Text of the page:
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Open Access Highly Accessed Research article

Whole mitochondrial genome sequencing of domestic horses reveals incorporation of extensive wild horse diversity during domestication

Sebastian Lippold1*, Nicholas J Matzke2, Monika Reissmann3 and Michael Hofreiter4

Author Affiliations

1 Department of Evolutionary Genetics, Max Planck Institute for Evolutionary Anthropology, Deutscher Platz 6, 04103 Leipzig, Germany

2 Center for Theoretical Evolutionary Genomics, Department of Integrative Biology, University of California, Berkeley, 4151 Valley Life Sciences Building, Berkeley, CA, USA

3 Department for Crop and Animal Sciences, Humboldt University Berlin, Invalidenstr. 42, 10115 Berlin, Germany

4 Department of Biology, University of York, Wentworth Way, Heslington, York YO10 5DD, UK

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BMC Evolutionary Biology 2011, 11:328  doi:10.1186/1471-2148-11-328

The electronic version of this article is the complete one and can be found online at: http://www.biomedcentral.com/1471-2148/11/328


Received:18 July 2011
Accepted:14 November 2011
Published:14 November 2011

© 2011 Lippold et al; licensee BioMed Central Ltd.

This is an Open Access article distributed under the terms of the Creative Commons Attribution License (http://creativecommons.org/licenses/by/2.0), which permits unrestricted use, distribution, and reproduction in any medium, provided the original work is properly cited.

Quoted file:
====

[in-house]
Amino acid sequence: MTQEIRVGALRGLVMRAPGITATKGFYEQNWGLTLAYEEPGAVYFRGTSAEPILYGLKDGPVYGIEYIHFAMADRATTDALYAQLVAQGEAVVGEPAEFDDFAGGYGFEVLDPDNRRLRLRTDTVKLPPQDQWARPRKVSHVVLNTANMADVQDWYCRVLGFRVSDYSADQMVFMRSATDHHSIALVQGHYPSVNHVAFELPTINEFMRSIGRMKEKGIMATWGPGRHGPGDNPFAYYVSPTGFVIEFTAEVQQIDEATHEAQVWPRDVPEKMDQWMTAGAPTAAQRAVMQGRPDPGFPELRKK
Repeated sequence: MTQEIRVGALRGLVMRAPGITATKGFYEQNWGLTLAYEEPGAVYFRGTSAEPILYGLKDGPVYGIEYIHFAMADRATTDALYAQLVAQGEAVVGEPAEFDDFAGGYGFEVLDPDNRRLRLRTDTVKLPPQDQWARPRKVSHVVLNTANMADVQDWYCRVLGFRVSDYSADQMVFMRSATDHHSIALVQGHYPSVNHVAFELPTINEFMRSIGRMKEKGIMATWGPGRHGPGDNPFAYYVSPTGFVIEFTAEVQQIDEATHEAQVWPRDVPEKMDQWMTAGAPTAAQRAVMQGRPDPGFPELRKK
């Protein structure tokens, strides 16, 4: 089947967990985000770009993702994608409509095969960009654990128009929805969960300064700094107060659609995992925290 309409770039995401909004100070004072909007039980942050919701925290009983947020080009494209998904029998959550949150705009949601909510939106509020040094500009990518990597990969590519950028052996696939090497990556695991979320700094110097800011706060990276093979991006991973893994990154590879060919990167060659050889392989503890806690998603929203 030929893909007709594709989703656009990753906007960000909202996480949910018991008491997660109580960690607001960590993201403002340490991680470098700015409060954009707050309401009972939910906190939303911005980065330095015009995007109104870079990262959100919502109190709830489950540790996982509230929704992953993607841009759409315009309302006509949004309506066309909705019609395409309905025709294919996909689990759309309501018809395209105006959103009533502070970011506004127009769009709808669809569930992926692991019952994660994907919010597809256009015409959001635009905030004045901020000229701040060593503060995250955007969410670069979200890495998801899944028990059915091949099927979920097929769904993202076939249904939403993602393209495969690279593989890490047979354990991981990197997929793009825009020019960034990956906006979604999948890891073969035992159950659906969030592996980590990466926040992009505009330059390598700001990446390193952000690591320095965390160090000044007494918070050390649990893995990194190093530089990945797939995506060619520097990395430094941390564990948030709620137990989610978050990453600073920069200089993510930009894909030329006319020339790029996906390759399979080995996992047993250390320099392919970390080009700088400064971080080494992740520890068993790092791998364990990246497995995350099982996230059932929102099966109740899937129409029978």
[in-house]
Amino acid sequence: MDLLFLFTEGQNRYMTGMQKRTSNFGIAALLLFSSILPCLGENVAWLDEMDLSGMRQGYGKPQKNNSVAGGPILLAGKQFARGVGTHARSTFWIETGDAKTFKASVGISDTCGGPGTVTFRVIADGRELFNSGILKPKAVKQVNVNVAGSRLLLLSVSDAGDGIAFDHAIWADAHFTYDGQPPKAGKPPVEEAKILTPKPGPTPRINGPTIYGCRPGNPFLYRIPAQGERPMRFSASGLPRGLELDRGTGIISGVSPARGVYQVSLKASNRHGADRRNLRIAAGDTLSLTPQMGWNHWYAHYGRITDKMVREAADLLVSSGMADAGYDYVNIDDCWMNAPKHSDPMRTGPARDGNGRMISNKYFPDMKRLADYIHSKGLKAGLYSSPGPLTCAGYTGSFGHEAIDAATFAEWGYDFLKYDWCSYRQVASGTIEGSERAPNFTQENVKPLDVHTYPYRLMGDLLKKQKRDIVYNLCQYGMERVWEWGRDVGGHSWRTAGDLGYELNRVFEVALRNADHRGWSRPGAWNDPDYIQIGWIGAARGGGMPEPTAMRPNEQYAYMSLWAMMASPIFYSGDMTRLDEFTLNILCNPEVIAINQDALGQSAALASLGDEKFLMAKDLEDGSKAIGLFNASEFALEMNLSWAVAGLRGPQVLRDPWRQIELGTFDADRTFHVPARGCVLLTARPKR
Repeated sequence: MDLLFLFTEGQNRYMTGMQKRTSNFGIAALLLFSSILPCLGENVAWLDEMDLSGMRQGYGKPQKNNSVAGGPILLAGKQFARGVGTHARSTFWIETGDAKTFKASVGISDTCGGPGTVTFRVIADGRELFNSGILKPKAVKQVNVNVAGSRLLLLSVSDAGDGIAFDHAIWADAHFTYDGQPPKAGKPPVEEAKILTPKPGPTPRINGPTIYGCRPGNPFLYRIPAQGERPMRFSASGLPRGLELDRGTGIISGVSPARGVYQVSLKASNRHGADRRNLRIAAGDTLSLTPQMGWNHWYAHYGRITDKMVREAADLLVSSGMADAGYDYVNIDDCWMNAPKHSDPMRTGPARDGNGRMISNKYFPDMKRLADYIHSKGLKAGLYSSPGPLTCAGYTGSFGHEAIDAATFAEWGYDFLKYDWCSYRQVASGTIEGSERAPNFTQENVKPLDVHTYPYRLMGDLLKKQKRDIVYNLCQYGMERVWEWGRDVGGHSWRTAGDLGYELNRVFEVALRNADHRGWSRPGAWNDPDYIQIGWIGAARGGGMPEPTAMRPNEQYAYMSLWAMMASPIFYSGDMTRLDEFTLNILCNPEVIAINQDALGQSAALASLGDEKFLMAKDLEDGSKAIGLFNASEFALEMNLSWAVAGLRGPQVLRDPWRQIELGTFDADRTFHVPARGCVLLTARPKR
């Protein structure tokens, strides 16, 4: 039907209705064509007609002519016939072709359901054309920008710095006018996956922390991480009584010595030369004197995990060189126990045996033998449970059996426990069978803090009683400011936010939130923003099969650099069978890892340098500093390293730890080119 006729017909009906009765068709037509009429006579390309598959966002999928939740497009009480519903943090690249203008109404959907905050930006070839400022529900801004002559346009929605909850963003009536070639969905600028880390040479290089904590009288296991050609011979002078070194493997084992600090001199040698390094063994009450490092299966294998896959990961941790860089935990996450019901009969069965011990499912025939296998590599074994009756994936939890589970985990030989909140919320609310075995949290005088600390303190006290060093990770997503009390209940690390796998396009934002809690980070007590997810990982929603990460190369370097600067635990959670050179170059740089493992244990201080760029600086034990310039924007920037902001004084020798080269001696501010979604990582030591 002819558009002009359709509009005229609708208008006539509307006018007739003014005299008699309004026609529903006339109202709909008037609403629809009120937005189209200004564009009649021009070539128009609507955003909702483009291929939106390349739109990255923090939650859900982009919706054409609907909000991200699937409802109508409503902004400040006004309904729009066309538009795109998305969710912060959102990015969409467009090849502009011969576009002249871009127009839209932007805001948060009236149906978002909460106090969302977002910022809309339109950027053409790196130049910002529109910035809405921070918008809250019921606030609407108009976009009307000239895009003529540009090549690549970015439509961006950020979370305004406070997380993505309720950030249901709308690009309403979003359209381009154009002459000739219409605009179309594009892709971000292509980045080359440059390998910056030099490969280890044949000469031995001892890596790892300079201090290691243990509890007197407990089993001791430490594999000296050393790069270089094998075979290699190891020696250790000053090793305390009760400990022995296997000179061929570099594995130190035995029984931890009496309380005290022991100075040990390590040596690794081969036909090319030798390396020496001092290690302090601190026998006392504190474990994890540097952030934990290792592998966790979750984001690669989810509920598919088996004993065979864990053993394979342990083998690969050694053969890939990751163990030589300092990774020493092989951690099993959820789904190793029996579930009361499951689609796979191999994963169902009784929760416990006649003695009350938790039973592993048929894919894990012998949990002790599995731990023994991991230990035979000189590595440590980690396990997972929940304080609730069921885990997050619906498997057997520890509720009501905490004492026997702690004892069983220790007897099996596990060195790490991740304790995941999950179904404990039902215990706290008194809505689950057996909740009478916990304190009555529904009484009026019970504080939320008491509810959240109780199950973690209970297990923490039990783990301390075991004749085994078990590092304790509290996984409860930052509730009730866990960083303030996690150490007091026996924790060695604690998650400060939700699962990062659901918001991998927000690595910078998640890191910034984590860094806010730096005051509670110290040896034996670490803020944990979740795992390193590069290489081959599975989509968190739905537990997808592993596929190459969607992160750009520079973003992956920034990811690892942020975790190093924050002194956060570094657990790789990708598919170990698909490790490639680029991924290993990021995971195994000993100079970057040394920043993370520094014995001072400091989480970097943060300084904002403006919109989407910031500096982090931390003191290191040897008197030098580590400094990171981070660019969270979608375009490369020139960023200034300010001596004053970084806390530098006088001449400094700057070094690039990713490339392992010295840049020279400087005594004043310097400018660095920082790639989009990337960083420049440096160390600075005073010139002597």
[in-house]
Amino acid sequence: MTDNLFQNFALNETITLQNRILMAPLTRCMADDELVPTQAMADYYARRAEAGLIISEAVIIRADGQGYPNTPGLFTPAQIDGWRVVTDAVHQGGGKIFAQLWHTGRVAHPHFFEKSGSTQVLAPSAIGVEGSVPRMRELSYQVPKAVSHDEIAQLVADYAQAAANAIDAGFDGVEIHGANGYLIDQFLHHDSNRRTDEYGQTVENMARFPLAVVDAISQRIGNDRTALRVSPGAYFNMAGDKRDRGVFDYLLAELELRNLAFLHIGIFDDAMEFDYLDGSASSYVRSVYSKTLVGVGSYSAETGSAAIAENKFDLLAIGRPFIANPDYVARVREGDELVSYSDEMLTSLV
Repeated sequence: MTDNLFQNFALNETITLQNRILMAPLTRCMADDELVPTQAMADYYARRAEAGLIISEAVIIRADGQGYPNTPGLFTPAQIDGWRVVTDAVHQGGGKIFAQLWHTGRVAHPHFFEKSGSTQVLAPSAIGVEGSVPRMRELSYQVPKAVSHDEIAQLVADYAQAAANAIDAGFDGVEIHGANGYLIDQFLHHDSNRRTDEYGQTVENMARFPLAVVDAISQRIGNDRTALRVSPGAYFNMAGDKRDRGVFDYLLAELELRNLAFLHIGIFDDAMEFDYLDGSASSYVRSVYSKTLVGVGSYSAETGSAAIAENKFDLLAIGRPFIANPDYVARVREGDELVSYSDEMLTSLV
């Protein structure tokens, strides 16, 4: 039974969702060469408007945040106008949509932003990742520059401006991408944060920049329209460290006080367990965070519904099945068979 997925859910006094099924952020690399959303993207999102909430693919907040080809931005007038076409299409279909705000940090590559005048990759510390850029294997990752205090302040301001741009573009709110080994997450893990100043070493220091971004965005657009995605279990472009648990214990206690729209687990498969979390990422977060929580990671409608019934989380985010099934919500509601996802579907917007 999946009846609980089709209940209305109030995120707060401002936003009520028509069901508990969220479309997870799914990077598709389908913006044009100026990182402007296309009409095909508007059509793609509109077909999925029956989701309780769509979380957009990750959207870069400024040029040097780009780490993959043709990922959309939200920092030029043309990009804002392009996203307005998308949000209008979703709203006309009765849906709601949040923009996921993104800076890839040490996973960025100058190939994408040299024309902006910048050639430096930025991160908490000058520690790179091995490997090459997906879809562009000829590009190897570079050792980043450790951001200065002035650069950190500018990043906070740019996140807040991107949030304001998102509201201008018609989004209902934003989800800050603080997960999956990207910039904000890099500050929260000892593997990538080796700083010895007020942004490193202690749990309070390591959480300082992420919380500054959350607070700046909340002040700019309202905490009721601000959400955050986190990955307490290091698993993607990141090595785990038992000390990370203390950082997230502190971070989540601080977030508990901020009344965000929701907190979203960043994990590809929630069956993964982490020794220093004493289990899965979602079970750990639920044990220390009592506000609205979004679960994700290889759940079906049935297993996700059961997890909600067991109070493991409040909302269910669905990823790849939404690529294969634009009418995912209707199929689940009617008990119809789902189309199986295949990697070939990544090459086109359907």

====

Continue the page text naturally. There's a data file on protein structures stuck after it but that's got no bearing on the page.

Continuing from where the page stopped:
Abstract

Background

DNA target enrichment by micro-array capture combined with high throughput sequencing technologies provides the possibility to obtain large amounts of sequence data (e.g. whole mitochondrial DNA genomes) from multiple individuals at relatively low costs. Previously, whole mitochondrial genome data for domestic horses (Equus caballus) were limited to only a few specimens and only short parts of the mtDNA genome (especially the hypervariable region) were investigated for larger sample sets.

Results

In this study we investigated whole mitochondrial genomes of 59 domestic horses from 44 breeds and a single Przewalski horse (Equus przewalski) using a recently described multiplex micro-array capture approach. We found 473 variable positions within the domestic horses, 292 of which are parsimony-informative, providing a well resolved phylogenetic tree. Our divergence time estimate suggests that the mitochondrial genomes of modern horse breeds shared a common ancestor around 93,000 years ago and no later than 38,000 years ago. A Bayesian skyline plot (BSP) reveals a significant population expansion beginning 6,000-8,000 years ago with an ongoing exponential growth until the present, similar to other domestic animal species. Our data further suggest that a large sample of wild horse diversity was incorporated into the domestic population; specifically, at least 46 of the mtDNA lineages observed in domestic horses (73%) already existed before the beginning of domestication about 5,000 years ago.

Conclusions

Our study provides a window into the maternal origins of extant domestic horses and confirms that modern domestic breeds present a wide sample of the mtDNA diversity found in ancestral, now extinct, wild horse populations. The data obtained allow us to detect a population expansion event coinciding with the beginning of domestication and to estimate both the minimum number of female horses incorporated into the domestic gene pool and the time depth of the domestic horse mtDNA gene pool.

Background